I remember asking repeatedly for an epidural to make the pain stop; to give my brain a rest too. The memories associated with the pains were too much and I wanted it all to stop but I kept being told “you’re going to give birth any moment, there’s no point”. 3 hours later and still nothing was happening so eventually I got my epidural.
The whole experience just compounded the trauma of actually giving birth and I couldn’t actually distinguish the rape trauma from the birth trauma at one point. It took time, understanding and most importantly therapy to realise what had been going on and what my mind was processing.
The experiences of the first pregnancy made me want a C section when I was pregnant with Roman. I did not want to relive either traumas again. I wanted Roman to be easier for me. However, despite my asking, and giving my reasons why, I was told it wouldn’t be an option for me because they’d already seen I could deliver naturally. That hurt, my wishes were being ignored and my mental health while pregnant suffered again.
As the pregnancy progressed I started having severe pains again. I was in and out of hospital every week in pain. Repeat internal exams, being told I was exaggerating the pain of being examined and having multiple stretch and sweeps to encourgae early labour. Not once taking on board the fact my mental health was suffering because of all of this and being denied a C section.
When you’re “fit, healthy, under 30 with one successful natural delivery already” you’re “considered an ideal candidate for natural delivery”. If I’m honest that Registra actually got in my nerves and if I wasn’t exhausted and feeling defeated I’d have shouted at her.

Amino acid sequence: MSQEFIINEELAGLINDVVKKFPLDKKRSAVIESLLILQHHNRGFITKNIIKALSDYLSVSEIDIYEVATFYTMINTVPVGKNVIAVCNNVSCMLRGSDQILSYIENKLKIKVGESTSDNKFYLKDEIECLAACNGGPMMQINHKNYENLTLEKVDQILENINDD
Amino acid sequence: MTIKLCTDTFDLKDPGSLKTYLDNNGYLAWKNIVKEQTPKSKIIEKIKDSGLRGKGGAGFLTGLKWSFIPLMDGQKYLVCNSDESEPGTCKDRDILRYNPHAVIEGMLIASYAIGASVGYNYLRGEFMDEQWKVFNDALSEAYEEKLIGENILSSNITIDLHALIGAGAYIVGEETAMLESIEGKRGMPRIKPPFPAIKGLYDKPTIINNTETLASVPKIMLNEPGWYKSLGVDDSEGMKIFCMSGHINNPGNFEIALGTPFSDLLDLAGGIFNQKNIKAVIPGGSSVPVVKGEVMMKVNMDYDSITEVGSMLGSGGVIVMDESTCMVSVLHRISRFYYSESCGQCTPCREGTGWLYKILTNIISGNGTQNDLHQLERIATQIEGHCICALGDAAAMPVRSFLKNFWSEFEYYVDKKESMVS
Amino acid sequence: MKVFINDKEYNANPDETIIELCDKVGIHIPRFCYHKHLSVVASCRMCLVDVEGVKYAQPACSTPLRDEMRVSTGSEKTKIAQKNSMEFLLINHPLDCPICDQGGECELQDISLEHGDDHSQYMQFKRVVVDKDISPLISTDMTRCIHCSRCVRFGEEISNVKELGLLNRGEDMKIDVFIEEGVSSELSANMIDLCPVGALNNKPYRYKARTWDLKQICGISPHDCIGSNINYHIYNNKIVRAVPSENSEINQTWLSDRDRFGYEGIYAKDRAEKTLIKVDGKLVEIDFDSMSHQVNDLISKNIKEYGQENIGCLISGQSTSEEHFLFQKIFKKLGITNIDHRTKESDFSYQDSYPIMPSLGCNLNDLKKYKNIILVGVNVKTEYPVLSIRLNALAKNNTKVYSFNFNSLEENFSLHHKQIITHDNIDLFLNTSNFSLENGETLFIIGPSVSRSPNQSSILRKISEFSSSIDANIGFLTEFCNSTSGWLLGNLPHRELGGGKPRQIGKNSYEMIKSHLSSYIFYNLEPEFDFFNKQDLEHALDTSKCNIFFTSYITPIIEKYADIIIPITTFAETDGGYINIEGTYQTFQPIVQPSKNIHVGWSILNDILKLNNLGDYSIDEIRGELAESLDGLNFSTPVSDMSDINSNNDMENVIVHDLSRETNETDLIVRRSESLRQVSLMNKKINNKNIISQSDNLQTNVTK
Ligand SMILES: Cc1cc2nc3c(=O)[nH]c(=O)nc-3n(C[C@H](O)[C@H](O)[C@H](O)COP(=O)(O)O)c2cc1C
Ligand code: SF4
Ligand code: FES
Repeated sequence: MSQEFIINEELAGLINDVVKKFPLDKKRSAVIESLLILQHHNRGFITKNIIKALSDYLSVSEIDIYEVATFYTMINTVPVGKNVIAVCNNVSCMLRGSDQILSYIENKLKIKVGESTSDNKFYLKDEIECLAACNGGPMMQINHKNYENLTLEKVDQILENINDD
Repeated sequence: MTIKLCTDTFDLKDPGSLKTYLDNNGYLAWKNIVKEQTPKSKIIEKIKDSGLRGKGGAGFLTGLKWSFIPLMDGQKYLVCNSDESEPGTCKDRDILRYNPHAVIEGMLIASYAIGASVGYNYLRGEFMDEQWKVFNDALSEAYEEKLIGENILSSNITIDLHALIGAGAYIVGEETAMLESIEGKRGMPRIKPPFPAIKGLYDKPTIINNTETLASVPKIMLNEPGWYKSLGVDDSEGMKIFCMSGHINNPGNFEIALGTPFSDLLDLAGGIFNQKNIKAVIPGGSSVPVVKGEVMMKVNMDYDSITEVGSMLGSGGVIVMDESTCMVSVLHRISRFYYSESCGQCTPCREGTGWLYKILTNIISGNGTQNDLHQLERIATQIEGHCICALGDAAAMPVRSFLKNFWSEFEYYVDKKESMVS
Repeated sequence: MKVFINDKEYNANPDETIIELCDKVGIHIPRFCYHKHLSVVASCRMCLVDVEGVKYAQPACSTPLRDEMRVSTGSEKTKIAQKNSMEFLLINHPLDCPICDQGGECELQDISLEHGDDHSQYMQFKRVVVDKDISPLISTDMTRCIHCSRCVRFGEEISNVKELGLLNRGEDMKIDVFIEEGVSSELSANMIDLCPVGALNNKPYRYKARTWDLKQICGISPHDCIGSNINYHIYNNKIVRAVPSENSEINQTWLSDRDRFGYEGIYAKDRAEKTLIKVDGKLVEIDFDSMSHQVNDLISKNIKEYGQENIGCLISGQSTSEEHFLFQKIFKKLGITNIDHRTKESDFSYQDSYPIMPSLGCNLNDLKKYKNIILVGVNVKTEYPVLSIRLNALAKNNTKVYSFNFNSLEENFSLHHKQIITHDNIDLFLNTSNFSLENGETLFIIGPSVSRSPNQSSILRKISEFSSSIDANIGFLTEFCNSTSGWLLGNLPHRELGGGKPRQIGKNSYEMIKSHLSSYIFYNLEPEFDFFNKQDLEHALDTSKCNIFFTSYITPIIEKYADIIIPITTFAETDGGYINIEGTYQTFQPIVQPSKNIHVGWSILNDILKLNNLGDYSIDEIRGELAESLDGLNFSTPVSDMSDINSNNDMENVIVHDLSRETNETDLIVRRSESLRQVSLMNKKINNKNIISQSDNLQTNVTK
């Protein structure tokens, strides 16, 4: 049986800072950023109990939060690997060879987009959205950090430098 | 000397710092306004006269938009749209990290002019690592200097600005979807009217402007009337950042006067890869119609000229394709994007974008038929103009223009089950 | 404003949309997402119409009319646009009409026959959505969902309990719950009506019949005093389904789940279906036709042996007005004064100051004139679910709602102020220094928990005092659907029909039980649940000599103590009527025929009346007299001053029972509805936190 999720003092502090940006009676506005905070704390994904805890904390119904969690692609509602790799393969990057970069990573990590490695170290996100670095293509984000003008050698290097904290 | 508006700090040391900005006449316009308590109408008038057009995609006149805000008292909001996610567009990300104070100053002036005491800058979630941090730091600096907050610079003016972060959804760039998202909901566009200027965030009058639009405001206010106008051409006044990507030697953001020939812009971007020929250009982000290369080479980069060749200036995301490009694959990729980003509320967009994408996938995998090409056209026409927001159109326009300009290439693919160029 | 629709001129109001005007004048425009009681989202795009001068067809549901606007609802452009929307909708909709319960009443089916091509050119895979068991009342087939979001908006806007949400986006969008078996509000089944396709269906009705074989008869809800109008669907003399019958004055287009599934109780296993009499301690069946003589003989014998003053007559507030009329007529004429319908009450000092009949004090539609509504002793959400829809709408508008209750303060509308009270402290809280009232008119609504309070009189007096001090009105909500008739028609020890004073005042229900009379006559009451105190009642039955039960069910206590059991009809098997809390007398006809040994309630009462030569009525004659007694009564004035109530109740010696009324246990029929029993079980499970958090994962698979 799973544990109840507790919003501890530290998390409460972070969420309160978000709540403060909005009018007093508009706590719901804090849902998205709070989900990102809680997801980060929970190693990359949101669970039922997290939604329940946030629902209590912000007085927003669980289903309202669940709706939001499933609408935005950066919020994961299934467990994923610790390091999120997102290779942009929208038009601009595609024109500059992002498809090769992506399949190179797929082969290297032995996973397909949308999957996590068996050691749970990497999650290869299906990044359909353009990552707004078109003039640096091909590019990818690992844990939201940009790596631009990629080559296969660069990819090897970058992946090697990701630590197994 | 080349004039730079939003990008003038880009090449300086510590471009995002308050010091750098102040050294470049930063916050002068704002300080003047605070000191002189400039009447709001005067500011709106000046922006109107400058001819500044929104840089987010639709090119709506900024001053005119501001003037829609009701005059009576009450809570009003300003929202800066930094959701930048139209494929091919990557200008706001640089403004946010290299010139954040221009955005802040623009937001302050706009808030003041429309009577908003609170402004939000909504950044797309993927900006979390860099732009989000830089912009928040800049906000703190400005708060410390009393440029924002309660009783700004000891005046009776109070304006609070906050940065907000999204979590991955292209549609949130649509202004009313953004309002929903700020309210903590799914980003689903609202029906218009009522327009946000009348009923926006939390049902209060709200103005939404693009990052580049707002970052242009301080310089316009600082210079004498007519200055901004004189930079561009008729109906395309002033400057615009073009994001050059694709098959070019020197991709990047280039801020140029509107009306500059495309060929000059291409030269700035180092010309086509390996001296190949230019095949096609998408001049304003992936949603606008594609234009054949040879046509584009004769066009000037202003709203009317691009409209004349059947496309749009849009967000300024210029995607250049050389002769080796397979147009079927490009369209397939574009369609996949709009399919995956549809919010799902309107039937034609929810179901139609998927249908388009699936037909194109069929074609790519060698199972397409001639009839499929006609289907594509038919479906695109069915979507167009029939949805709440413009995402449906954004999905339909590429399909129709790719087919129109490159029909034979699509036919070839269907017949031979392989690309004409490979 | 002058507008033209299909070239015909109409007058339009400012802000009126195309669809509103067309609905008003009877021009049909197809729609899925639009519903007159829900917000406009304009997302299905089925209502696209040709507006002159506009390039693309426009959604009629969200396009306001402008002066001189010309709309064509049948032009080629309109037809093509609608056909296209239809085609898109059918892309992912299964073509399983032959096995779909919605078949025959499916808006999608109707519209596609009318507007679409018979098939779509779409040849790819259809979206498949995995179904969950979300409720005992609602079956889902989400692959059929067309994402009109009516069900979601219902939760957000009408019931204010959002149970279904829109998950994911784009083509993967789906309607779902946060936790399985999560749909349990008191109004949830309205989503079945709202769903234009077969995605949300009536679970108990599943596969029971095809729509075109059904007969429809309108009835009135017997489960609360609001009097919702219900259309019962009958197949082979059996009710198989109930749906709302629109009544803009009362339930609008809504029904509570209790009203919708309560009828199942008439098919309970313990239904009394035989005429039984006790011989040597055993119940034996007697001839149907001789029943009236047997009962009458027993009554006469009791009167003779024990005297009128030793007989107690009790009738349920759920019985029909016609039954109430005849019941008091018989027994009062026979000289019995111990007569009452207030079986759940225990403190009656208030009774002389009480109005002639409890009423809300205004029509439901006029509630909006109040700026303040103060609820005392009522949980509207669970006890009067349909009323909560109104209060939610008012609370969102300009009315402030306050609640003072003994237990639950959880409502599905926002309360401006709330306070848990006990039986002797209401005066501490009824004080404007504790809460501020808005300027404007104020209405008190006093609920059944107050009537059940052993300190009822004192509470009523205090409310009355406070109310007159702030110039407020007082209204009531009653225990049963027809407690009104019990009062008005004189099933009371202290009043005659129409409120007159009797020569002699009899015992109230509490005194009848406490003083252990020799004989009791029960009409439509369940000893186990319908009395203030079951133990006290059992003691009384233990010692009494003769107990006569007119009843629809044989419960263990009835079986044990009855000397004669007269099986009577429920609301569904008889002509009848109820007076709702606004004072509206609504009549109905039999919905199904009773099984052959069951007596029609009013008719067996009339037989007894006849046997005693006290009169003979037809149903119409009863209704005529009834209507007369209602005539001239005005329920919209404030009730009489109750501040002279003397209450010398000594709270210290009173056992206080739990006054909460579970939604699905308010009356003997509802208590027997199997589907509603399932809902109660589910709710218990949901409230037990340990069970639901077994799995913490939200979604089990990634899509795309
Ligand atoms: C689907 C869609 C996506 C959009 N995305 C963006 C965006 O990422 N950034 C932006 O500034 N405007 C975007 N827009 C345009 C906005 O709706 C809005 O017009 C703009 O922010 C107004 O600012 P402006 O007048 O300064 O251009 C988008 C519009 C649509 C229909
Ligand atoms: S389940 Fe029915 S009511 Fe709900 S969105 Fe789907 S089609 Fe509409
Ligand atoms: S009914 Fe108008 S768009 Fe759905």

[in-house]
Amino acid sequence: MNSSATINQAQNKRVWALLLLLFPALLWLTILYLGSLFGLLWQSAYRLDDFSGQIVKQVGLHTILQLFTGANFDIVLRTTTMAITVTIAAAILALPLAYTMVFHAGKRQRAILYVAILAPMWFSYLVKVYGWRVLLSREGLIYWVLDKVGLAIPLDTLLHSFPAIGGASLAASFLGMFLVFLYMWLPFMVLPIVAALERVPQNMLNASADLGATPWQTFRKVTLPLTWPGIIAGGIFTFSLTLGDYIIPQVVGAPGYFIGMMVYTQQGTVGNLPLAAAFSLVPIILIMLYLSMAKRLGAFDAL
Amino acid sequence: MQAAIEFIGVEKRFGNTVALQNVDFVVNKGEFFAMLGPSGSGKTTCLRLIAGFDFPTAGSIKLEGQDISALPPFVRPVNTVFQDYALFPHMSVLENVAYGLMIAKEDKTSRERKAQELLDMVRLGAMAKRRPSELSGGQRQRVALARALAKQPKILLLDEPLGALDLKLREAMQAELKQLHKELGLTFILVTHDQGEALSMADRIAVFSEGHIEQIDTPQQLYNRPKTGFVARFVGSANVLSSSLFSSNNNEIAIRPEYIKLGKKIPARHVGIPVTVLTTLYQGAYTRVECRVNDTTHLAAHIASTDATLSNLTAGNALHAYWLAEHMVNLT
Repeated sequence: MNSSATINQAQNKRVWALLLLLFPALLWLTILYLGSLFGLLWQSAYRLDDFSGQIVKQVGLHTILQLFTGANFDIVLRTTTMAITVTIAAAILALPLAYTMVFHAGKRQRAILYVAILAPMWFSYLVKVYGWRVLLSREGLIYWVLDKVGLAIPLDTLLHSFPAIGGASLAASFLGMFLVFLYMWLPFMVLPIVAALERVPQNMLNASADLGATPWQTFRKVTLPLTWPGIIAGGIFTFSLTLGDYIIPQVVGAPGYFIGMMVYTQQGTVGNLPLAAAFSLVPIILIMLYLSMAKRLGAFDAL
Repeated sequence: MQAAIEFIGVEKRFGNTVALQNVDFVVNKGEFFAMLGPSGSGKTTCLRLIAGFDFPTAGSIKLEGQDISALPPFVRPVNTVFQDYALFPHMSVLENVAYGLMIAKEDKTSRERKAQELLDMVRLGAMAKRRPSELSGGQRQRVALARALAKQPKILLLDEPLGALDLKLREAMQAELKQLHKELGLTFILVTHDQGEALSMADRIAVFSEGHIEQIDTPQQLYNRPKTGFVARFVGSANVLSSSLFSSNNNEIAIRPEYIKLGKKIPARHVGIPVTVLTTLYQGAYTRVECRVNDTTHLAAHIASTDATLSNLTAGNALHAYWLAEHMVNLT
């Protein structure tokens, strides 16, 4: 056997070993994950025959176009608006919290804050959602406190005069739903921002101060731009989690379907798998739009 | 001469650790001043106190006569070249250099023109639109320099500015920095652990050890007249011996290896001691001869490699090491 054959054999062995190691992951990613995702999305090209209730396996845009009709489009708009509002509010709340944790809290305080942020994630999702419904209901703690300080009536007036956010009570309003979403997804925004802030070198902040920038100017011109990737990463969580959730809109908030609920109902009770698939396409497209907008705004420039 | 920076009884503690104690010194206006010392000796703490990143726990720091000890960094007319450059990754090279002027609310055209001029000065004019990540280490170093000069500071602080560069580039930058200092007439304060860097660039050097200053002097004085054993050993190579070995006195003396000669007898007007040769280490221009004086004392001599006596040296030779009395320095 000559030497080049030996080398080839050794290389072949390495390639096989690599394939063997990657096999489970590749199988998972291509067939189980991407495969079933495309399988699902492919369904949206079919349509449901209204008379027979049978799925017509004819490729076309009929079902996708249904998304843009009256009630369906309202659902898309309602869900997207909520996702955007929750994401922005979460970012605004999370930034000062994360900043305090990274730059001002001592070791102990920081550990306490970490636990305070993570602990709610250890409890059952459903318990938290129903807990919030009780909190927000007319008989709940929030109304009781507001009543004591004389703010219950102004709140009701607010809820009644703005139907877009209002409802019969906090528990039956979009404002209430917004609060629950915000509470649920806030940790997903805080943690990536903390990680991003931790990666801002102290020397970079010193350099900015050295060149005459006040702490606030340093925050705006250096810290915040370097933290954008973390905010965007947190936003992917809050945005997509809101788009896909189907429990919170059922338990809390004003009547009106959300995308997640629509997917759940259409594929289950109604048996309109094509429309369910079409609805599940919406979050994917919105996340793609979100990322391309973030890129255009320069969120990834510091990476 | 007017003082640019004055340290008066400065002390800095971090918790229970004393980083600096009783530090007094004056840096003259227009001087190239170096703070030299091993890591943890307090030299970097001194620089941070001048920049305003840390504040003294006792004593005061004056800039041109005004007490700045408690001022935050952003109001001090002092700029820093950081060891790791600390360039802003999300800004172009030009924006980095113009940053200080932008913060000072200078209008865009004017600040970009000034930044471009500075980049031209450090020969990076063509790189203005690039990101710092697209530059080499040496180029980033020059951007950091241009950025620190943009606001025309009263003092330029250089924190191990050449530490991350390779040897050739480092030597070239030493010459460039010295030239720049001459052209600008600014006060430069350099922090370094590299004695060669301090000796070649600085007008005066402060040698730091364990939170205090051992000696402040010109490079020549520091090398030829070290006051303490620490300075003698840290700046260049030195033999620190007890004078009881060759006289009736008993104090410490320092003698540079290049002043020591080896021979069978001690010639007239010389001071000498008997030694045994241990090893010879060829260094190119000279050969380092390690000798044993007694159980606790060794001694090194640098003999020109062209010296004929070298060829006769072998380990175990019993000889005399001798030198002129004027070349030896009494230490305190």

As it turns out having a C section still involves vaginal exams and internal cleaning. Although the women probably won’t see or feel this happen it’s still something that they should be made aware of.
I wasn’t in labour as long with Roman as I was with Aria but it was still terrible. I had the same issues, I had the same “the baby will be here before a epidural” lecture and I had the same pains.
Sorting the memories in to birth vs rape trauma can take a long time and sometimes I think I’m still figuring it all out.
I personlly feel that it’s important that rape (no matter how long ago) is disclosed in maternity notes and to all staff involved in the Mother’s care. It’s important to recognise that even if it was 10 years ago, even if the woman has dealt with her experience, she can still suffer flashbacks and the trauma can resurface.
I feel that it’s important for OBS and Gynae staff to be aware of the long lasting impast rape can have on a woman and that they are trained more on how to help these women, on how to be responsive to the needs and requests of these women.
Only when the support network is available in all aspects of women’s health can we really heal. Our mental health will be better from having that care there, and who knows, rates of maternal PTSD could drop if we are only listened to.
Written by the amazing: Sophie Ratchford.